Resume and CV Tips

Resume and CV Tips

In today's competitive job market, a well written resume is the single most important factor in getting your foot in the door and on your way to getting the perfect position. It's important that your resume be as strong and positive as possible. With your resume before them, employers can visualize how you will operate within the framework of their corporation, and how your skills and abilities will be utilized in the future development of the company.

The resume’s purpose is to get you an interview. Recruiters will tell you that employers usually spend thirty seconds on most resumes while thinning the stack. Therefore, it is critical to make your resume stand out and be defensible. Use these tips to ensure your resume gets where it needs to go and that it receives as high a ranking as possible, optimizing your chances of getting an interview.

Resume/CV Guidelines and Checklist

  • Use quality white, ivory or light tan paper for printed resumes and cover letters. Don't use gimmicks like colored or scented paper. Stapling is not recommended and keep your cover letter separate.
  • Make certain the content of the resume is relevant to the position. Customize your resume. You may qualify to work in various industries. Tailor your resume accordingly for each.
  • Follow standard format. There are a variety of resume formats and you can probably follow any of them. New graduates should emphasize education, internships, and grades.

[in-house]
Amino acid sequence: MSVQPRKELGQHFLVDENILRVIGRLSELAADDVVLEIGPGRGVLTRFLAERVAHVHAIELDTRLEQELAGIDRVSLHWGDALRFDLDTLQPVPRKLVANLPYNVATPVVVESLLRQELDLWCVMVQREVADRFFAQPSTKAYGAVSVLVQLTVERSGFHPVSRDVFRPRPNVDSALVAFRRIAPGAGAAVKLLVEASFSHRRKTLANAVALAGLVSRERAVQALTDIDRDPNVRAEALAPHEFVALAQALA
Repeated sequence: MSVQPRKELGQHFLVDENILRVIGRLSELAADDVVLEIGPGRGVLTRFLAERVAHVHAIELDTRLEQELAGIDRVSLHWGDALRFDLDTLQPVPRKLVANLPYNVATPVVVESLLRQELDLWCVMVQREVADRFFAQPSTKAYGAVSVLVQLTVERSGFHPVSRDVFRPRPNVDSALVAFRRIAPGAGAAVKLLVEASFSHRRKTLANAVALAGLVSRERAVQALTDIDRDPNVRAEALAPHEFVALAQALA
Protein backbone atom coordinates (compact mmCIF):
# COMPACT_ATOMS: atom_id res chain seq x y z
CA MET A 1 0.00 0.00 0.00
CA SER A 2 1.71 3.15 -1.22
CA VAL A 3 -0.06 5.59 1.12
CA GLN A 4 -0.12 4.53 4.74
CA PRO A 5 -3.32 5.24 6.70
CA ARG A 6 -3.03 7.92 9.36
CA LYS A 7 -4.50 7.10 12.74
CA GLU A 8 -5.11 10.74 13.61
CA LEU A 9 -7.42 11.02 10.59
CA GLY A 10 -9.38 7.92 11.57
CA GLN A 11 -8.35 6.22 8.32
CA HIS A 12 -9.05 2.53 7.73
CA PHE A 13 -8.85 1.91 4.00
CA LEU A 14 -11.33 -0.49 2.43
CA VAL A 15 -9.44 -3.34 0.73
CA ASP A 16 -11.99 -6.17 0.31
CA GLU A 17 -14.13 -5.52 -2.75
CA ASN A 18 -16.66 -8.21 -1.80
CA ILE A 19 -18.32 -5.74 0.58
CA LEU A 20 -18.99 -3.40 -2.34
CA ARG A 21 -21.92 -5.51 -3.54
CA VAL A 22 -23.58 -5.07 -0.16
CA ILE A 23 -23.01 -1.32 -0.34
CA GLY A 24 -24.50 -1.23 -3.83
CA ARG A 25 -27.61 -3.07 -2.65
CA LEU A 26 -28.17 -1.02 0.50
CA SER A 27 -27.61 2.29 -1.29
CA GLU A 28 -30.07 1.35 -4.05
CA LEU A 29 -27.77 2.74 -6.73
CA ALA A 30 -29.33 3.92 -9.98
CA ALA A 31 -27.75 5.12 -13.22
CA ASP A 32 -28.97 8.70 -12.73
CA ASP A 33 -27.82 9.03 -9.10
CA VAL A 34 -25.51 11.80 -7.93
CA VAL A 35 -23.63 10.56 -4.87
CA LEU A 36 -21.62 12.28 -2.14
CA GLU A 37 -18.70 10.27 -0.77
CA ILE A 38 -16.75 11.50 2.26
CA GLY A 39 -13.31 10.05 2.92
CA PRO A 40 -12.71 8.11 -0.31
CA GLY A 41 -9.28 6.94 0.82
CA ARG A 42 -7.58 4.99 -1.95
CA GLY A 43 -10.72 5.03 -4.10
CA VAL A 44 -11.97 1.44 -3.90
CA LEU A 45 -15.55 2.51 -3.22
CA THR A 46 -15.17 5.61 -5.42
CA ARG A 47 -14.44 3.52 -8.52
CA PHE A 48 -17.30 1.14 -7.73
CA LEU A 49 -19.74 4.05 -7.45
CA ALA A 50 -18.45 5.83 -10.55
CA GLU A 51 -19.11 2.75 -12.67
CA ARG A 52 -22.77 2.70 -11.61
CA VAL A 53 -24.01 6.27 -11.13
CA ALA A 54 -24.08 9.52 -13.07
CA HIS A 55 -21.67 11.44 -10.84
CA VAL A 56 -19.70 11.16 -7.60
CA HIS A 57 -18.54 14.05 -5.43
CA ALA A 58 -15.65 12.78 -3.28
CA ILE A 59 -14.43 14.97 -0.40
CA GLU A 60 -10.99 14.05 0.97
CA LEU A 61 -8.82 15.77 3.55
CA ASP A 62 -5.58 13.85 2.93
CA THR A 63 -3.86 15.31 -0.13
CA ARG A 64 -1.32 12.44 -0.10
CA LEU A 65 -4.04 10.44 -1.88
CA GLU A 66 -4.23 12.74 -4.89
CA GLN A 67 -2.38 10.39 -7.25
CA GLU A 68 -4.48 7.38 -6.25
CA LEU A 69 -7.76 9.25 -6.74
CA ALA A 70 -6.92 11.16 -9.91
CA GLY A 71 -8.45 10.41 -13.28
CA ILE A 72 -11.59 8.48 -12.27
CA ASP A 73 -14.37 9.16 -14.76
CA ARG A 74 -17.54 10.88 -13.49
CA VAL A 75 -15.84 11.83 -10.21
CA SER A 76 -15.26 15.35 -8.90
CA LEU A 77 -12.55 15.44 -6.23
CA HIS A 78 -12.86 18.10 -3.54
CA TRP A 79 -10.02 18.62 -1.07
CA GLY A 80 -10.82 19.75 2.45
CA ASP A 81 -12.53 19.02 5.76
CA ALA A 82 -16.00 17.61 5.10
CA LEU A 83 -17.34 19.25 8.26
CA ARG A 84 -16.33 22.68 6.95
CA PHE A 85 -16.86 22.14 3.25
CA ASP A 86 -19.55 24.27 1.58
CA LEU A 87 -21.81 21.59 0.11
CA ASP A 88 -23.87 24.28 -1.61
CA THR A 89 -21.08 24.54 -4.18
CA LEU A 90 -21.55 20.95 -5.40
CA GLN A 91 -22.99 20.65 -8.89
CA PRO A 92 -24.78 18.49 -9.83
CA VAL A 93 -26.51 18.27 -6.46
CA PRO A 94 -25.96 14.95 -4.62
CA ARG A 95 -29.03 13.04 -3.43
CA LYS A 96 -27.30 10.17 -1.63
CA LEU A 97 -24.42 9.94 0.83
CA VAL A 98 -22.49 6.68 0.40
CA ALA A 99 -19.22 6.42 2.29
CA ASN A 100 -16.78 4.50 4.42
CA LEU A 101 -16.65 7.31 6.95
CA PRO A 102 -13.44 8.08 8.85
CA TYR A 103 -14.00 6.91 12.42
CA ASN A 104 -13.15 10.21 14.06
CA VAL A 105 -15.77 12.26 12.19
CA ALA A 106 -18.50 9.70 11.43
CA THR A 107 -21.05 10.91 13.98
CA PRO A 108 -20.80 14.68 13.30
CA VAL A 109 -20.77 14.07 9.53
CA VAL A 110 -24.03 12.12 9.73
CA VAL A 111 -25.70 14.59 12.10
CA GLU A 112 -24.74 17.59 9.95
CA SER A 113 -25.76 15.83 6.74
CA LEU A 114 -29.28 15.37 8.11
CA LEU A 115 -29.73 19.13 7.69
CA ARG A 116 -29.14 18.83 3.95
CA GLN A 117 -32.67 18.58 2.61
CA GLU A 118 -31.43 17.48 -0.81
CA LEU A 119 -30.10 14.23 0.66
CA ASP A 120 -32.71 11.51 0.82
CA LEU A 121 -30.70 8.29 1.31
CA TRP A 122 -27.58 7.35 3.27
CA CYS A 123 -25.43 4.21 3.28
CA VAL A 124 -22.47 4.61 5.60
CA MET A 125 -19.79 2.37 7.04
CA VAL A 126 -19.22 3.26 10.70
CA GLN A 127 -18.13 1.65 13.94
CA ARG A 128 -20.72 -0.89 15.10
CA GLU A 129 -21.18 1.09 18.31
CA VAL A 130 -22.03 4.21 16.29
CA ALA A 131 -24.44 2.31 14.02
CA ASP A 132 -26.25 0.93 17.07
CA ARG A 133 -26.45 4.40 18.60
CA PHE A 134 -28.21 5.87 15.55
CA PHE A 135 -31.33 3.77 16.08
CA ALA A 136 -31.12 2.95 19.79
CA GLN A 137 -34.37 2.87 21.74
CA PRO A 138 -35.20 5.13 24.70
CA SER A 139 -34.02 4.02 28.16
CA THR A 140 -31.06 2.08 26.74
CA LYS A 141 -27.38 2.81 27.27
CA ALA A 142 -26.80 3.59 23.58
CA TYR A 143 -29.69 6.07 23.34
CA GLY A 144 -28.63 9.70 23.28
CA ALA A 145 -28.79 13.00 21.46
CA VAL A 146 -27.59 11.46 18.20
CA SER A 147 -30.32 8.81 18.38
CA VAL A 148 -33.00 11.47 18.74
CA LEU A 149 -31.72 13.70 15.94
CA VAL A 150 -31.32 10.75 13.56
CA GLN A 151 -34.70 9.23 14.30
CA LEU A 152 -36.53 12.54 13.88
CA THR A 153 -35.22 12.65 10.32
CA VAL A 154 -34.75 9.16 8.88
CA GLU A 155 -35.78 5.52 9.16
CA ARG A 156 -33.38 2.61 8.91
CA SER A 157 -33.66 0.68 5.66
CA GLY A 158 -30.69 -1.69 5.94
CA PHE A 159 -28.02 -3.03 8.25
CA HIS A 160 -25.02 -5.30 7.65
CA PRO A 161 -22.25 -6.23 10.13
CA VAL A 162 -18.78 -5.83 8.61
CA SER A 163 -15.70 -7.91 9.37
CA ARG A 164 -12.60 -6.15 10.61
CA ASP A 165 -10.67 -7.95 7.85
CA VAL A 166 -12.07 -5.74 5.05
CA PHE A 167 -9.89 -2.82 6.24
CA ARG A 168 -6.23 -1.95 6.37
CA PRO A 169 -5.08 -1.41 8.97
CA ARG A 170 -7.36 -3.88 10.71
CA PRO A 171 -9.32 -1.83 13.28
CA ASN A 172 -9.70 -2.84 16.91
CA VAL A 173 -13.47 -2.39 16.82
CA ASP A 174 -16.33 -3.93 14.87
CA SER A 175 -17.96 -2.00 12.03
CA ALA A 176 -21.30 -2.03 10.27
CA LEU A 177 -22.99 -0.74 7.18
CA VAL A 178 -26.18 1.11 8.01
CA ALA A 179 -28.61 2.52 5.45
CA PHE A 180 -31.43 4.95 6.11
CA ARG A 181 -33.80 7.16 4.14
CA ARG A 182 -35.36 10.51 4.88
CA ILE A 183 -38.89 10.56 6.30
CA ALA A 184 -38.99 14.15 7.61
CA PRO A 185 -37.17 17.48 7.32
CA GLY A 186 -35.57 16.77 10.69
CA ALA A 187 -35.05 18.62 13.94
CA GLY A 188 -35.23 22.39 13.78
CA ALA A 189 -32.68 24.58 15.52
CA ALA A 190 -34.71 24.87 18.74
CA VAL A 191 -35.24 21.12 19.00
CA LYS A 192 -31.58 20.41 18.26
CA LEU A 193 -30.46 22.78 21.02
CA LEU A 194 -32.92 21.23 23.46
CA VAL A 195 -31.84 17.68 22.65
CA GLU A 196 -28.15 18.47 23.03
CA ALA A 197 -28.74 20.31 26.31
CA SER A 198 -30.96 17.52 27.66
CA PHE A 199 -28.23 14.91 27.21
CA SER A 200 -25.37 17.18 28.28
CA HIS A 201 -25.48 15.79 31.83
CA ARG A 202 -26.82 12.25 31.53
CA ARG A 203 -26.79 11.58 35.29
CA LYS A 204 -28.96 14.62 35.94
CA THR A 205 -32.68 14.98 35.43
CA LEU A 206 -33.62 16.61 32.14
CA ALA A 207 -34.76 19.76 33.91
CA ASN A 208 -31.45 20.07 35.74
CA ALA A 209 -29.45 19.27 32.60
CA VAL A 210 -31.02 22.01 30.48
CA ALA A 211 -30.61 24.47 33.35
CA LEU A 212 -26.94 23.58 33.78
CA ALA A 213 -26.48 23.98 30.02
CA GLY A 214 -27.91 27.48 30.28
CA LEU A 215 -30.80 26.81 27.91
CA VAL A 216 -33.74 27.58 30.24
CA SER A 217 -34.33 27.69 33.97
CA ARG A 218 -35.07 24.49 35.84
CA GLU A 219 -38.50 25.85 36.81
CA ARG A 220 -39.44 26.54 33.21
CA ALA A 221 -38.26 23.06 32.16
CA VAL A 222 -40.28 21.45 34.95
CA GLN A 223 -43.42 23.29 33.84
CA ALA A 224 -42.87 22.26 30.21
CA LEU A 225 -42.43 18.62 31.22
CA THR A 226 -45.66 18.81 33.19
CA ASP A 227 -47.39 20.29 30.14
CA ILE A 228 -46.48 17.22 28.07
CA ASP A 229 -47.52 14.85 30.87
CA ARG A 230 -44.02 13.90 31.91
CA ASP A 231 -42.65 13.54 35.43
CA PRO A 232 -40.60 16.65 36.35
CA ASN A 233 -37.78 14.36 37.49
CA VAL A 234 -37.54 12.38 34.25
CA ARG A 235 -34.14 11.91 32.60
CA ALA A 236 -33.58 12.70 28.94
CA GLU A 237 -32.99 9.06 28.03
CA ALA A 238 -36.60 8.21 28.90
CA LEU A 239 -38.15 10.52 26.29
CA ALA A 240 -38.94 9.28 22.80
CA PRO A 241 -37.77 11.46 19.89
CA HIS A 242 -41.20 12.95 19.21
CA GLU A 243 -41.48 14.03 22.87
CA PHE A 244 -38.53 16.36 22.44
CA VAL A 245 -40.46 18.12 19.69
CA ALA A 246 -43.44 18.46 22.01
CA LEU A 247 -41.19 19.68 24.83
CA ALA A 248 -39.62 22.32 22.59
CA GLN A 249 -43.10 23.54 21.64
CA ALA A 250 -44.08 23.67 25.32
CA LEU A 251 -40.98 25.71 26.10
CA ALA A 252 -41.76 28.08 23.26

• Make it easy to read. Even while following standard format, there are a number of ways you can make your resume easy to read including using bullet points or tables.
  • Be brief. One page for a recent college graduate is sufficient. And, experienced job seekers should limit resumes to two pages.
  • Don’t lie on your resume. Mention skills you're capable of. You can mention if you are in the process of learning particular skills required for this job position.
  • Proofread. Don't waste your entire effort by sending out resumes with errors. Errors show a lack of attention to detail and genuine interest in the position. Use a spell checker and grammar checker. And, most importantly, have someone else review your resume; they could find errors missed by spell and grammar checking programs.
  • Use NDT industry terminology. Do use industry terms but don't be too academic with language.
  • Promote yourself. Your resume has to sell you. Write it using action words and be factual with concrete details.
  • Have references ready. Have three references printed on a separate sheet of paper and only provide them if asked.  Make sure you have asked these individuals to speak on your behalf.
  • Stick to the file format. If a company asks for your resume in a specific format and/or provided by a particular method of delivery, then comply.
  • Don’t send your resume as an attachment. To avoid getting caught by security scans, paste it into the body of the e-mail.
  • When e-mailing a resume, keep exclamation marks out of the subject line and body of the text.
  • When e-mailing a resume, don’t use words in the document or headline that could be misinterpreted by spam filters. For example, use “graduated with high honors” instead of “graduated cum laude.”

Applicant Tacking Software (ATS)

Today, large employers use applicant tracking software (ATS) programs for initial applicant screenings. ATS allows employers and recruiters to screen, rank, and filter resumes and CVs. This information is useful for finding matches between openings and applicants. Employers use ATS programs to maintain a database of applicant and job information. The value of this information is enhanced if it can be stored and retrieved electronically comprehensive recruitment workflow, screening, ranking, filtering, scheduling and searching candidates along with custom reports and dashboards.